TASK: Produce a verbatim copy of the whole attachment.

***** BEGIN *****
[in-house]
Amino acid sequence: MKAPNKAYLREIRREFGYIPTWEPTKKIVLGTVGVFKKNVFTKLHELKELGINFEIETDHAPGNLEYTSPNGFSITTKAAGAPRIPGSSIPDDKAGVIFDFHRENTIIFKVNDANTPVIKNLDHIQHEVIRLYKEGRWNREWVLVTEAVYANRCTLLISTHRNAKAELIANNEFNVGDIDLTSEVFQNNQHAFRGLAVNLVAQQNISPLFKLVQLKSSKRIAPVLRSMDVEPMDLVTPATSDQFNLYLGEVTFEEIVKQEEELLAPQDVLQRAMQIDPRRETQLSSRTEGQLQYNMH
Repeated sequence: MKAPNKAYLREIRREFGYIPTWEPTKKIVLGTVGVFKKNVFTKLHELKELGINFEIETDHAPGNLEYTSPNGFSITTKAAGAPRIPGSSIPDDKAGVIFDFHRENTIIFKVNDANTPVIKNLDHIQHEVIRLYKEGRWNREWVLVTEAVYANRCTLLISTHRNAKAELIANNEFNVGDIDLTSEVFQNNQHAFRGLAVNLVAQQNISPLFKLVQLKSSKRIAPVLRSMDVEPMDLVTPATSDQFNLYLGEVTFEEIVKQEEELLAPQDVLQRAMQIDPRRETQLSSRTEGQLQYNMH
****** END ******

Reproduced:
[in-house]
Amino acid sequence: MKAPNKAYLREIRREFGYIPTWEPTKKIVLGTVGVFKKNVFTKLHELKELGINFEIETDHAPGNLEYTSPNGFSITTKAAGAPRIPGSSIPDDKAGVIFDFHRENTIIFKVNDANTPVIKNLDHIQHEVIRLYKEGRWNREWVLVTEAVYANRCTLLISTHRNAKAELIANNEFNVGDIDLTSEVFQNNQHAFRGLAVNLVAQQNISPLFKLVQLKSSKRIAPVLRSMDVEPMDLVTPATSDQFNLYLGEVTFEEIVKQEEELLAPQDVLQRAMQIDPRRETQLSSRTEGQLQYNMH
Repeated sequence: MKAPNKAYLREIRREFGYIPTWEPTKKIVLGTVGVFKKNVFTKLHELKELGINFEIETDHAPGNLEYTSPNGFSITTKAAGAPRIPGSSIPDDKAGVIFDFHRENTIIFKVNDANTPVIKNLDHIQHEVIRLYKEGRWNREWVLVTEAVYANRCTLLISTHRNAKAELIANNEFNVGDIDLTSEVFQNNQHAFRGLAVNLVAQQNISPLFKLVQLKSSKRIAPVLRSMDVEPMDLVTPATSDQFNLYLGEVTFEEIVKQEEELLAPQDVLQRAMQIDPRRETQLSSRTEGQLQYNMH